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The feisty winger has his sights set on earning a spot on the Flames' opening night roster

by GEORGE JOHNSON @GJohnsonFlames /

A career door that not so very long ago must've seem all-but-impassable, barricaded and dead-bolted shut, opened a crack two seasons ago.

Last year, through sheer force of will, Garnet Hathaway managed to force it even further ajar.

This October, the aim is to throw that door wide open. Off its hinges, if need be.

In typically truculent style.

"That,'' says the Rock-'Em Sock-'Em right winger, "is a good analogy. This is the year I really want to take a stride further and make the team full-time."

Since signing with the Calgary Flames as an undrafted free agent, Hathaway has gone from zero NHL starts his first season pro to 14 and then to 24 in 2016-2017. 

A freshly-minted one-year, two-way contract in place, Hathaway is in Providence, R.I., at present, close to his old digs at Brown University and a short hop from Foxboro, Mass., where he's working out, prepping for the opening of the Flames' training camp alongside a queue of NHLers such as Brian Boyle, Keith Yandle, Charlie Coyle, Kevin Hayes and Kyle Palmieri, to name but a few. 

"A very competitive environment,'' he reports. "A great place to train for the summer."

With the aim, naturally, to being a regular NHLer, a Day One-r, to get off that AHL/NHL elevator at the top floor and put down big-league roots.

In his longer stint at the top level last year he didn't disappoint, scoring his first NHL goal, against the Detroit Red Wings at The Joe, never compromising on all-in/all-out effort as well as displaying a willingness to rub the right folks the wrong way.

Video: CGY@DET: Hathaway deflects home his first career goal

"I guess you could say there was a sense of accomplishment last year … but more encouragement, really,'' hedges Hathaway. "It's a lot different than the AHL, the minor leagues, and it was exciting for me. I gained a lot of confidence.

"I mean, it's the best league in the world. To play with those guys and not seem out of place, to know you have the calibre to play there, is huge.

"I think the biggest jump I made was maybe mentally. For a lot of professional hockey players, you have to find the belief that you can make it, show the willingness to go out there and do it, but once you get the mind-set, see that you can do it first-hand, you've got to hold onto that."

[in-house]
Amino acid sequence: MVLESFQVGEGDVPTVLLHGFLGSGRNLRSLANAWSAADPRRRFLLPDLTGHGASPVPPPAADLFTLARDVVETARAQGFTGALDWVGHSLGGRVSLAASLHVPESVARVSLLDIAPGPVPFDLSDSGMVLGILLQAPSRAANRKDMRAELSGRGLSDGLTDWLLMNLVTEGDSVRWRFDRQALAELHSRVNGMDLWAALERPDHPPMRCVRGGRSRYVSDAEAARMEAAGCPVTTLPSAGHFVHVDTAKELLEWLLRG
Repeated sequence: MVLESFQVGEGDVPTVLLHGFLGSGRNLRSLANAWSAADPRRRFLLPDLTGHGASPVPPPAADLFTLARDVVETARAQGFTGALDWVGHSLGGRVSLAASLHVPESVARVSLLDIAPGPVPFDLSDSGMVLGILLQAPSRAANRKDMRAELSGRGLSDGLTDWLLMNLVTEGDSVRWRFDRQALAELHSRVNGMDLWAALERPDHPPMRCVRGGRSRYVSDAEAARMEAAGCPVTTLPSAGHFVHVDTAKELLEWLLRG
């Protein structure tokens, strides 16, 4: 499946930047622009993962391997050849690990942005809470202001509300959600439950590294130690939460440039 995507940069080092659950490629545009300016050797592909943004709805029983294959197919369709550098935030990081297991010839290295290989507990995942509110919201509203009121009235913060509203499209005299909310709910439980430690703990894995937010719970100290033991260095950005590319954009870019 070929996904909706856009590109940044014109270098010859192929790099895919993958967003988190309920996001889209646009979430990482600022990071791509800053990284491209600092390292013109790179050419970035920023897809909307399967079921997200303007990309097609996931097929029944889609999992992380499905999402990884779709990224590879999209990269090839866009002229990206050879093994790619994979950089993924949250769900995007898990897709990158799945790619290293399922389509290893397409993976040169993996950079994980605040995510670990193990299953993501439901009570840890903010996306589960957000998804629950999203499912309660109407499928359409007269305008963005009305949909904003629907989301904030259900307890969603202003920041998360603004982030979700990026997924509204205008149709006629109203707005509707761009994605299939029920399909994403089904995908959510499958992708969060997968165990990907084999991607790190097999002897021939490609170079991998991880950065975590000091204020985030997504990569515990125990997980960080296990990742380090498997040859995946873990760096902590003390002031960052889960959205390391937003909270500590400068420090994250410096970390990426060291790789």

He's certainly paid his dues in the minors. His intrinsic qualities are reflected in the 'A' stitched on the side of his jersey since the franchise top minor-league affiliate team relocated from Adirondack to California's San Joaquin County.

"That means a lot,'' says Hathaway. "To have quite a few younger guys there looking up to me in a role like that. I wouldn't consider myself the most talkative person ever but to be seen as leader is a special feeling. I just hope I showed them I was worthy of that letter."

Seeing as how they're stylistically similar, the off-season departure of Lance Bouma would seem to seamlessly have opened up a spot on the Flames' fourth line.

Hathaway, characteristically, doesn't see things quite that way.

This is someone, be sure, who'll never take anything for granted.

"It's probably the same in all jobs, all careers: There's always somebody out there working just as hard as you,'' he says. "Someone who sees that opportunity, as well. As much as we want to believe the door's opening for us, I'm fighting a lot of other guys for that chance.

"When you count the numbers, look at all the guys … every year is different. In this business, things change quickly.

"But on my side, I'm not going to stop working.

"The way you enter camp is by taking it day-by-day. Pretty standard but it's still true. You can't worry about: 'What's the roster going to be tomorrow?' or 'What's the line-up going to be next game?' With that mentality, you're going to stick to your game plan and know your role.

 "I know that as hard as it is to get (to the NHL), it's going to be harder to stay.

"And that's next on my to-do list."

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